Vision180 interviewed Connor Stace, a TeenStreet coach, to get his perspective on Christian camping.
You’ve been involved a fair bit in the camps at TeenStreet; what exactly has your role been?
Well, it was really the first youth camp I got involved in. This is my seventh year with TeenStreet. I’ve done four years as a teen, one as a Gappie―which is in the middle between a teenager and an actual leader on the camp―and then I’ve done a whole year as a leader; they call it a ‘coach’. So I’ve gone through basically every part of the camp thus far and it’s been pretty cool.
You first got involved in Grade 9, right?
Yep, that’s correct. It was through the chaplain at my school and the RE teaching there. I went to a public school and the chaplains got alongside me. They were always chatting to me when they could. They were also teaching RE at the school and sharing the Christian faith through that. Eventually they got me to come along to camp. They convinced me and my mum that I should be at this TeenStreet basically. They presented it as a youth camp for teenagers. Me, being a young teenager, back then, thought it sounded pretty awesome. I ended up going along and–yeah–it was different to anything I’d ever experienced. I hadn’t really experienced a Christian camp like that before. Hearing the Gospel was life-changing in a sense. Still it took me a few years to really wrap my head around the whole idea but each time I went to TeenStreet I would hear the Gospel really clearly and it would just keep chipping away at me.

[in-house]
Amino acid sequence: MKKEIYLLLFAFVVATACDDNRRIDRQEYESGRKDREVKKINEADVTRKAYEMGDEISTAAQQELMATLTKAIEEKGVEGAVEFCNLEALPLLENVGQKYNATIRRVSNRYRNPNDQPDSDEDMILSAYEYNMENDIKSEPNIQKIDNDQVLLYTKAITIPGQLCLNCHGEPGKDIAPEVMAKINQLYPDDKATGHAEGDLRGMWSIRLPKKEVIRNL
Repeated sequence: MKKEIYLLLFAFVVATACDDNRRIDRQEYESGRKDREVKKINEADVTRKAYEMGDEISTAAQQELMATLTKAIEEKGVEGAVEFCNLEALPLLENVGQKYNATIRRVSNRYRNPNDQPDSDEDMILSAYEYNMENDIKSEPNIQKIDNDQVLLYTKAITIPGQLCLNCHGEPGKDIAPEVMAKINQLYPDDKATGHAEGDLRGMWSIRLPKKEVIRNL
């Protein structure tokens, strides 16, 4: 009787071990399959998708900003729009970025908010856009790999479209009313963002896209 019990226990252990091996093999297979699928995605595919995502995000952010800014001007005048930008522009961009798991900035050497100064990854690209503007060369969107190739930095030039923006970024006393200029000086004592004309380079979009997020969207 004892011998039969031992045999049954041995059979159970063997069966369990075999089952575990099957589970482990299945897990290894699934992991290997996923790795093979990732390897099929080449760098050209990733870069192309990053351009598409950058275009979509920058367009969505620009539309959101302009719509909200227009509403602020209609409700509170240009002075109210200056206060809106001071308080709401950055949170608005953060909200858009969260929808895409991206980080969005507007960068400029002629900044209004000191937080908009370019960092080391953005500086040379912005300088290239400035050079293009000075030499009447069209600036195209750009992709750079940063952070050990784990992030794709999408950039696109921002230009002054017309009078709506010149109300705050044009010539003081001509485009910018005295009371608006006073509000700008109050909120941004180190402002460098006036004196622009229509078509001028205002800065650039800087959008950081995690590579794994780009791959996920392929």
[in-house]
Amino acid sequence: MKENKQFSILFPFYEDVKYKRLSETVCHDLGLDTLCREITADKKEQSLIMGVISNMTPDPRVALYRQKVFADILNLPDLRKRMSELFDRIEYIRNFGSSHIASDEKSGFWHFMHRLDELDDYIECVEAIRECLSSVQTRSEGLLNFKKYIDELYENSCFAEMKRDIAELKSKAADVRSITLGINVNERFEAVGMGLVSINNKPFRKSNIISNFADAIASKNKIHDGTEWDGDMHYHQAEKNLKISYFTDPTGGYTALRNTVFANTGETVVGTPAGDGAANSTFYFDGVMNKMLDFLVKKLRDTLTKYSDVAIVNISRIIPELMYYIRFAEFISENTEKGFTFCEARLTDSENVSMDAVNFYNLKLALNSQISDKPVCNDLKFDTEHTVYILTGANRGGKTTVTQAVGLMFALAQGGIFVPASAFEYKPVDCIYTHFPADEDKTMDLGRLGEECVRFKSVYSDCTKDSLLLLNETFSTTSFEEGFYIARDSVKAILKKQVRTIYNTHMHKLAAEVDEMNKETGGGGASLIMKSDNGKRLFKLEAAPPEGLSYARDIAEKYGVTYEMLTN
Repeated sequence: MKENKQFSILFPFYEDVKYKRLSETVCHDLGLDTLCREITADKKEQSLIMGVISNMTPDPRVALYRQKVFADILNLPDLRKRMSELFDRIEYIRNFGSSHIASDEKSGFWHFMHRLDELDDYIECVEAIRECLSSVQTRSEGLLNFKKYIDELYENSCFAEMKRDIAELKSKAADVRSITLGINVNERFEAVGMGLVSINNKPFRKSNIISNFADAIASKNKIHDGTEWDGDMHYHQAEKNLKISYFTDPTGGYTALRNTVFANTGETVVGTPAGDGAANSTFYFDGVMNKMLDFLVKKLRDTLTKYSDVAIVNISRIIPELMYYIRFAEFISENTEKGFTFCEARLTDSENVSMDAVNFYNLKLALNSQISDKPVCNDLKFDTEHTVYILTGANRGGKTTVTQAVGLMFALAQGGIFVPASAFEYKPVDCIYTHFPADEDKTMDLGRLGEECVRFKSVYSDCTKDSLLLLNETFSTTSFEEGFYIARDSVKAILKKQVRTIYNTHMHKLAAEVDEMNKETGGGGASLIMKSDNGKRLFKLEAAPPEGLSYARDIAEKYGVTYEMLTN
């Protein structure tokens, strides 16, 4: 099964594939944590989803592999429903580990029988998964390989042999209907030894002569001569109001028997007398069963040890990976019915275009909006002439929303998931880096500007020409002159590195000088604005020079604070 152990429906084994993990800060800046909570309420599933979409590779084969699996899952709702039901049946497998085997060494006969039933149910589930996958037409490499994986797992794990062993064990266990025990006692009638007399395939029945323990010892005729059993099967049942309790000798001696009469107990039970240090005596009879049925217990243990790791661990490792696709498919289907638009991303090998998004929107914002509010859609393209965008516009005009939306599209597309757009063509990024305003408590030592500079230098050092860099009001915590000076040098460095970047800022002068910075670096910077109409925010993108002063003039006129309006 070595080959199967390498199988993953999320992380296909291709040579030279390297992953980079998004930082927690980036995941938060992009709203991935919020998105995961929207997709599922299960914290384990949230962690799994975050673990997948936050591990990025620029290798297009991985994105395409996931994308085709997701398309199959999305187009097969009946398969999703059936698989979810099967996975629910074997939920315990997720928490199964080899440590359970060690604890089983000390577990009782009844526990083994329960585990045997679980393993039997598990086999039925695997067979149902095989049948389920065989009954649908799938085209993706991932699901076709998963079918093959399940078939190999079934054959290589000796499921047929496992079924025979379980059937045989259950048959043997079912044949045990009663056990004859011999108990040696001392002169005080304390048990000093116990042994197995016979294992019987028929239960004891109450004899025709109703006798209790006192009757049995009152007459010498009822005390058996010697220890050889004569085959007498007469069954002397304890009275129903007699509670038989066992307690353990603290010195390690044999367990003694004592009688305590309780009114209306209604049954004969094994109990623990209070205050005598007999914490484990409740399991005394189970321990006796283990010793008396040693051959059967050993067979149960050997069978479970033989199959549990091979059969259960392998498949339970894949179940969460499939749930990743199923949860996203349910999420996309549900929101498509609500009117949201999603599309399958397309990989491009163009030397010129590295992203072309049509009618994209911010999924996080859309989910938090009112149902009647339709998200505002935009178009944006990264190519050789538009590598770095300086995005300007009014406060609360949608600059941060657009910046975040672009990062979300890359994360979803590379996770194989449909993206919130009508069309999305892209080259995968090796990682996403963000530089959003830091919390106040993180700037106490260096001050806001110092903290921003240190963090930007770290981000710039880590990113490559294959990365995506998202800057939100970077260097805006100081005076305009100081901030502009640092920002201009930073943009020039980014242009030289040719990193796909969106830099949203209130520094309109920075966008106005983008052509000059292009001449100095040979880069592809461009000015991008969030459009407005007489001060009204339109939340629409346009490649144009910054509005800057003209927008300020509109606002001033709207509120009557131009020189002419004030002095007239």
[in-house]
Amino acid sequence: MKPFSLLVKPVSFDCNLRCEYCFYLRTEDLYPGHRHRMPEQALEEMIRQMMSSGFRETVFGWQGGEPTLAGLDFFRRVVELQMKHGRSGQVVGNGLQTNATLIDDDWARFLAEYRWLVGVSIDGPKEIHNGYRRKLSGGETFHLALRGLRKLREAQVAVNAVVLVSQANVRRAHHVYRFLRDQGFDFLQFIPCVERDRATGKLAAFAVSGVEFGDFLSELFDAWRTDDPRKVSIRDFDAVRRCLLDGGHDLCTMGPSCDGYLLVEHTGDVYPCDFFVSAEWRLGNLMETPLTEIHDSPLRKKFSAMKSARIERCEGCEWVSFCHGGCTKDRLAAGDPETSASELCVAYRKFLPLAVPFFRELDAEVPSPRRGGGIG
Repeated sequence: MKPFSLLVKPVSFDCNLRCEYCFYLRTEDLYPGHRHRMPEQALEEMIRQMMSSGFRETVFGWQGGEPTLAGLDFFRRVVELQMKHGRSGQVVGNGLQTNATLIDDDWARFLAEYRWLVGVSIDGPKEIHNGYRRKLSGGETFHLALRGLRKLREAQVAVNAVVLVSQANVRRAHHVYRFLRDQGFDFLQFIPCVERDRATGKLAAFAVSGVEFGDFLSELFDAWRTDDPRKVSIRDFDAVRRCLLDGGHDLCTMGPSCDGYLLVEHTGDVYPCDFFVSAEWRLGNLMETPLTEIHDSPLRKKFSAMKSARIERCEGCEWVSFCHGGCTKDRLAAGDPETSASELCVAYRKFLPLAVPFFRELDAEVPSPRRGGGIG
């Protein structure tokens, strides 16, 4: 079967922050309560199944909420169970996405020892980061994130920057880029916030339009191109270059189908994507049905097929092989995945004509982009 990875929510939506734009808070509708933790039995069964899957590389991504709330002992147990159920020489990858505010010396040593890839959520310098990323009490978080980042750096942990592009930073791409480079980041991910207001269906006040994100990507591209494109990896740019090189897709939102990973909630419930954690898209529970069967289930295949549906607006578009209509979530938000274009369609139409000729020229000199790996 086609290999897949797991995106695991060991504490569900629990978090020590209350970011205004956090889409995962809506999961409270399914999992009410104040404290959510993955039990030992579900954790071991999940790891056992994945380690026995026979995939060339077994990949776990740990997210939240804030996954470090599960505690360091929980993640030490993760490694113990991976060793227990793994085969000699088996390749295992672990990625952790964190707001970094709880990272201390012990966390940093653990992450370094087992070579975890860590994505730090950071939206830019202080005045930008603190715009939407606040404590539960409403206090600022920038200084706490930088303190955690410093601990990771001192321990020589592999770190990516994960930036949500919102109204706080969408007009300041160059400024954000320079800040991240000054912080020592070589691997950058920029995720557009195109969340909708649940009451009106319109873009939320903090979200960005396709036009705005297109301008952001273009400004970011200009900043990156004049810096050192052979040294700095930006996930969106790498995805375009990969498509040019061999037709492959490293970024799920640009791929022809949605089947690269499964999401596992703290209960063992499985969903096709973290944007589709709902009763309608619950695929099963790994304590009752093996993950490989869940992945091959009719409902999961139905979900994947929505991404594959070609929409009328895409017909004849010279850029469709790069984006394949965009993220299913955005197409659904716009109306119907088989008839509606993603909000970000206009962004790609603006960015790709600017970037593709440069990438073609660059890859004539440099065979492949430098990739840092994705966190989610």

Did you have any hesitations about going?
Yeah. You know, “Christian camp” and ‘public school’ = hard combination. It wasn’t really cool to be big about your faith. I remember when I was in year 9, I came back from camp and I was telling my friends: ‘Oh man, this is the coolest thing.’ And all my friends were like: ‘What are you talking about, man?’
It was really challenging for the first two years because for me personally it wasn’t a big, cool thing to be a Christian at my school.
But yeah, I kept going and I kept learning and the more I learnt the more I was like: hey, it doesn’t really matter about being cool! That’s not what life’s about, it’s not what the Christian faith is about. I guess I sort of matured through that.
Do you have anything to say to someone who may be in your shoes, perhaps hearing the Gospel for the first time but also being in a situation where Christian faith isn’t really big or cool?
I guess all I’d say is that it can be really tough especially when Christianity is shut down around you or people don’t think it’s cool. I know that sounds really on the surface level. But for teenagers that can be really hard because image is really big. What I’d say is give a camp like TeenStreet a go. If you have the time and the ability―or even if you can make the time―give it a go. It really did impact me, it really did change my life. It made me realise just how important God really is and just how much I need to give Him my whole life. And that He can change someone else’s life too!
“Being a Christian can be hard because image is really big”
That’s not just a teen thing either—You’ll always feel a bit of pressure from the world and you want to be able to impress people. But if you are reading this and you’re thinking, ‘Christian camps are aren’t my thing’ or ‘They’re too far away,’ then get involved in your local youth ministry or your local church. And If you don’t have a youth ministry at your church, BE the youth ministry.
TeenStreet is a ministry of Operation Mobilisation Australia (OM).
This year more than 500 people will be attending the 5-day TeenStreet camp in July at Gatton. It’s more than just a camp experience, it’s an opportunity to seriously grow in your faith as well as explore the possibility of overseas missions.
Maybe you’re ready for a challenge next holiday. Join TeenStreet or one of the many other camps across Australia and learn how to put your faith into action.